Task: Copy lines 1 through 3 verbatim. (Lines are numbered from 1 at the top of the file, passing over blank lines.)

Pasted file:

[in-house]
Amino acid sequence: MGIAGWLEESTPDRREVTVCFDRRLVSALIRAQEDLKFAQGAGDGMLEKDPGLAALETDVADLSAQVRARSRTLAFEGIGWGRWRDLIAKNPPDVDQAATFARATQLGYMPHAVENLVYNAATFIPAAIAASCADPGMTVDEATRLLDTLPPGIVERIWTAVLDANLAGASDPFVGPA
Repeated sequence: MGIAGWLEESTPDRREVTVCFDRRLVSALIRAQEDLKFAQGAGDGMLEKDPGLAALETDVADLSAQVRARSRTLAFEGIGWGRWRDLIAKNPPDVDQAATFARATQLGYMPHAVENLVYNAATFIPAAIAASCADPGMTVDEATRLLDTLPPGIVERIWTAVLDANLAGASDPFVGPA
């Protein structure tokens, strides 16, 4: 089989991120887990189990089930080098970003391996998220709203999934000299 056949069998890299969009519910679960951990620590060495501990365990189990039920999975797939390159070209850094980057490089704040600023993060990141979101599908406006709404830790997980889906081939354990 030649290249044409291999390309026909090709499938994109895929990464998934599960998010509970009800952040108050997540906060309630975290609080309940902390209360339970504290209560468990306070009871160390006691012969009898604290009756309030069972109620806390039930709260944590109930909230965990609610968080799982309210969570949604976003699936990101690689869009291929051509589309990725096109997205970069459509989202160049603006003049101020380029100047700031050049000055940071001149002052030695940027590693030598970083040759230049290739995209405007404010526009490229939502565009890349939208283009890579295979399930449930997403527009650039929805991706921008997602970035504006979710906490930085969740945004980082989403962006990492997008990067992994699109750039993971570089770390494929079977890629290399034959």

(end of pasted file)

[in-house]
Amino acid sequence: MGIAGWLEESTPDRREVTVCFDRRLVSALIRAQEDLKFAQGAGDGMLEKDPGLAALETDVADLSAQVRARSRTLAFEGIGWGRWRDLIAKNPPDVDQAATFARATQLGYMPHAVENLVYNAATFIPAAIAASCADPGMTVDEATRLLDTLPPGIVERIWTAVLDANLAGASDPFVGPA
Repeated sequence: MGIAGWLEESTPDRREVTVCFDRRLVSALIRAQEDLKFAQGAGDGMLEKDPGLAALETDVADLSAQVRARSRTLAFEGIGWGRWRDLIAKNPPDVDQAATFARATQLGYMPHAVENLVYNAATFIPAAIAASCADPGMTVDEATRLLDTLPPGIVERIWTAVLDANLAGASDPFVGPA